Mobile phones banned in classrooms across NSW
A statewide ban of mobile phones in public high schools has come into effect across NSW.
The ban follows on from consultation with teachers, students and parents, and will be enforced during class, recess and at lunch. Students will still be permitted to carry a phone while travelling to and from school. A mobile phone ban had already been rolled out in NSW public primary schools.
“This ban creates a level playing field across all NSW public schools, and means students can focus on what’s most important — learning in the classroom,” said Prue Car, Deputy Premier and Minister for Education and Early Learning.
“It will help to provide more productive classrooms for students and teachers, reducing opportunities for distraction and cyberbullying.”
The NSW Department of Education offered schools several options for implementing the mobile phone ban, and following consultation with their local communities most have opted for zero- or low-cost solutions, such as keeping phones in lockers or off and away.
Options for schools include:
- Off and away: Phones are ‘off and away’ in classrooms (typically kept in the student’s school bag). Phones are not used for the duration of the school day.
- Phones in lockers: Students do not carry the phones with them; they must be kept in a locker for the whole school day.
- Locked phone pouch: Students place their phone in a magnetically locked pouch and are unable to use their phone. Pouches are magnetically unlocked at the end of the school day.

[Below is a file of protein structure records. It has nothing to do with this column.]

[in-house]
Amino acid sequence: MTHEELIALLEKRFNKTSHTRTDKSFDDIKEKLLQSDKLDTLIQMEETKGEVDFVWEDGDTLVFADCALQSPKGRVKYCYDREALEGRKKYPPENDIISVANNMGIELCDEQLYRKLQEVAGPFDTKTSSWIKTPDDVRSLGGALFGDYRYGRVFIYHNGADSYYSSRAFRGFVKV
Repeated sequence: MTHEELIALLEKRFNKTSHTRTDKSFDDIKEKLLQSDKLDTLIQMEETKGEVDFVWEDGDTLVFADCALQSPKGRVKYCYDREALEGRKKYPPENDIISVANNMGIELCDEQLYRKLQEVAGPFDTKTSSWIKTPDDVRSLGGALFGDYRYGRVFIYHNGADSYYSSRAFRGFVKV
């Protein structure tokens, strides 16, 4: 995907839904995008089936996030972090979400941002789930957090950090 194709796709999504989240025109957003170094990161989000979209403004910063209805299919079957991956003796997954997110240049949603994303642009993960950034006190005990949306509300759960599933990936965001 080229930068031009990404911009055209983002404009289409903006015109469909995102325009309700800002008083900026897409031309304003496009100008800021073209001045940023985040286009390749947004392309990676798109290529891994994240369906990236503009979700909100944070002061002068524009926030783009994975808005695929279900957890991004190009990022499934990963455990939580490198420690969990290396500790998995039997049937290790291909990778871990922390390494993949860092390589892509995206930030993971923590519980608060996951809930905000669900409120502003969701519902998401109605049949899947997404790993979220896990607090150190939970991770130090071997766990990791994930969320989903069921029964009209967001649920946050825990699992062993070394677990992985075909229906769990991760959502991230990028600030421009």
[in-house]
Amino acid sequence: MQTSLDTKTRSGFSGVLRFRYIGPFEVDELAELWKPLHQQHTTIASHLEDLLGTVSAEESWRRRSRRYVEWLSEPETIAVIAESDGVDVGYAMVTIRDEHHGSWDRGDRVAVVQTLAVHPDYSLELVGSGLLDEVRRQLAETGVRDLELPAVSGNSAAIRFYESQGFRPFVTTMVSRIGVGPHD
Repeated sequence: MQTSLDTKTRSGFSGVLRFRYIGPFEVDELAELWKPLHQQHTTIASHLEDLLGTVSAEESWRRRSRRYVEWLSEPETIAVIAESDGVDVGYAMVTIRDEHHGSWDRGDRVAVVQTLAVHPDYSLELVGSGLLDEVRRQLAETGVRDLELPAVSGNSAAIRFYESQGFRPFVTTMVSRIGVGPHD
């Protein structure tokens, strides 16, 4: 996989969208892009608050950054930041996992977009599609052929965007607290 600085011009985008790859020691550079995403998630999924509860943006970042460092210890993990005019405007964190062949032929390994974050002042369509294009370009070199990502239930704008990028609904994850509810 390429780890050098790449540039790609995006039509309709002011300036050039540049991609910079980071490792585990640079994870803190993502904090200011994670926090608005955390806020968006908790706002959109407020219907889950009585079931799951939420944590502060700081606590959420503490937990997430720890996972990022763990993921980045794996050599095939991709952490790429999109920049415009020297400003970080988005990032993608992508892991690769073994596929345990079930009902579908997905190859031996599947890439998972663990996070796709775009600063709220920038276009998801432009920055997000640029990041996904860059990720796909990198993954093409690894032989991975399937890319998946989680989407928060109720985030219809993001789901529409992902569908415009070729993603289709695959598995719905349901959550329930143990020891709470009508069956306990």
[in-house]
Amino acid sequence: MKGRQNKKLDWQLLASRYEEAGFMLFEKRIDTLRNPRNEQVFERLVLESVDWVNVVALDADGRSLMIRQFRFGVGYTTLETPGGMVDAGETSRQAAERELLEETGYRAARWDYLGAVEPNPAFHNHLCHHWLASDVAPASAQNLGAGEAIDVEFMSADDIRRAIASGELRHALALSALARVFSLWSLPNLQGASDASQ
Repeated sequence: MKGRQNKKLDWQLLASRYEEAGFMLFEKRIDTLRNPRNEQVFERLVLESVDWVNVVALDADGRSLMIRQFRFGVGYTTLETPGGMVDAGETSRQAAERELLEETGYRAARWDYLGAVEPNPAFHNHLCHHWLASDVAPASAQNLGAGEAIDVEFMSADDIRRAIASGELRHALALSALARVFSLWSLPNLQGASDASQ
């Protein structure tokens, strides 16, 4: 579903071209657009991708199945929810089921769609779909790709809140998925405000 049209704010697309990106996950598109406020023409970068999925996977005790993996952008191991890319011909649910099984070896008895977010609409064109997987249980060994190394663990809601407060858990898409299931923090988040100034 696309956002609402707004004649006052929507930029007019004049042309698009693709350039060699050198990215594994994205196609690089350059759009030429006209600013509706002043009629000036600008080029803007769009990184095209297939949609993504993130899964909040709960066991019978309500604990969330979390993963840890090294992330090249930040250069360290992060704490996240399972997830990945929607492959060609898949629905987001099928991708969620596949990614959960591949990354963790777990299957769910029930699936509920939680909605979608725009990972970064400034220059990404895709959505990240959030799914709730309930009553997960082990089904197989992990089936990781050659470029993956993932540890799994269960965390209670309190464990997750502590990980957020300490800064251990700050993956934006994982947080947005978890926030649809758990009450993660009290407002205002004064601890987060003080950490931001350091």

- Phones collected at the front office: Students deposit their phone at the school’s front office at the start of the school day and collect it at the day’s end (or when leaving the school premises).
Schools will determine how they enforce the ban and respond to any breaches.
Principals and teachers can authorise the use of mobile phones for educational purposes, or as part of a reasonable adjustment for student learning and wellbeing — such as monitoring blood sugar levels for students with diabetes.
“We spent a lot of time investigating all options and have decided to keep phones in lockers. We are sure the ban is going to have a positive outcome,” said Linda Henry, relieving principal at Ashfield Boys High.
“The lockers are a good investment and a permanent thing. Some students expressed relief that their phones are being locked away — it will be out of sight and out of mind.
“Our students recognise mobile phone use is a habit and distraction, and this will help them focus on their learning and interacting with their friends.”
The NSW Digital Skills and Workforce Compact was recently launched by the NSW Government.
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